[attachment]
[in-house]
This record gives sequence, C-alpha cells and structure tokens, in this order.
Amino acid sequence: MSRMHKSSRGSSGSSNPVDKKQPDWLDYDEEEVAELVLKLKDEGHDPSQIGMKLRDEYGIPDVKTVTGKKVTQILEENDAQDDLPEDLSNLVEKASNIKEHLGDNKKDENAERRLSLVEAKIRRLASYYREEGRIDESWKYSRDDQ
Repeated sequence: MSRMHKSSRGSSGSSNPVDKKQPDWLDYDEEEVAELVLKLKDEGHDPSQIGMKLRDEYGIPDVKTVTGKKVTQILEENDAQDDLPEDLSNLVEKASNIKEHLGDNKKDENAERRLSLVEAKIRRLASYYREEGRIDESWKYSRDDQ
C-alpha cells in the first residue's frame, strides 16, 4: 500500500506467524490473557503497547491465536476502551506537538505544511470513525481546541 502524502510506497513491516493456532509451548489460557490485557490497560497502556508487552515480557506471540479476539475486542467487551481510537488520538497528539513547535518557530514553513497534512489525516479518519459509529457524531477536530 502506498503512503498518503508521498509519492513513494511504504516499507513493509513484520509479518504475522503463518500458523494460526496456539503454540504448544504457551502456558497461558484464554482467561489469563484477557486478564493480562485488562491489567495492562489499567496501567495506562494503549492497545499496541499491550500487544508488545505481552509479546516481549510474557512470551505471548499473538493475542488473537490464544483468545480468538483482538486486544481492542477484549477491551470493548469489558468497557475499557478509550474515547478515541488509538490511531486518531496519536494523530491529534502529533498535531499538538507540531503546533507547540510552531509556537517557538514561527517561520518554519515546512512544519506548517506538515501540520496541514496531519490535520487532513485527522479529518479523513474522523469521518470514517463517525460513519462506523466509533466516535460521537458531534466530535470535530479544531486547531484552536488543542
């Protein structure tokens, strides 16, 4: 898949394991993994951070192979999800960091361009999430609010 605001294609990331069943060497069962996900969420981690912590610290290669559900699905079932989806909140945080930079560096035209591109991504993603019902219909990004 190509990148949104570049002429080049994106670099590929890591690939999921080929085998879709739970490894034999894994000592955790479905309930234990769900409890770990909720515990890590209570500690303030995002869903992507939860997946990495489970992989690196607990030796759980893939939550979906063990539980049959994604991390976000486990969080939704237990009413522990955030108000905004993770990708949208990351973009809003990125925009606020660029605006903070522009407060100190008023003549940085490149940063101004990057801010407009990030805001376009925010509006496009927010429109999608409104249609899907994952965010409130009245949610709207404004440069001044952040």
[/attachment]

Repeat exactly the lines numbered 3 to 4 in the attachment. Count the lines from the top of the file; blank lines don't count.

Amino acid sequence: MSRMHKSSRGSSGSSNPVDKKQPDWLDYDEEEVAELVLKLKDEGHDPSQIGMKLRDEYGIPDVKTVTGKKVTQILEENDAQDDLPEDLSNLVEKASNIKEHLGDNKKDENAERRLSLVEAKIRRLASYYREEGRIDESWKYSRDDQ
Repeated sequence: MSRMHKSSRGSSGSSNPVDKKQPDWLDYDEEEVAELVLKLKDEGHDPSQIGMKLRDEYGIPDVKTVTGKKVTQILEENDAQDDLPEDLSNLVEKASNIKEHLGDNKKDENAERRLSLVEAKIRRLASYYREEGRIDESWKYSRDDQ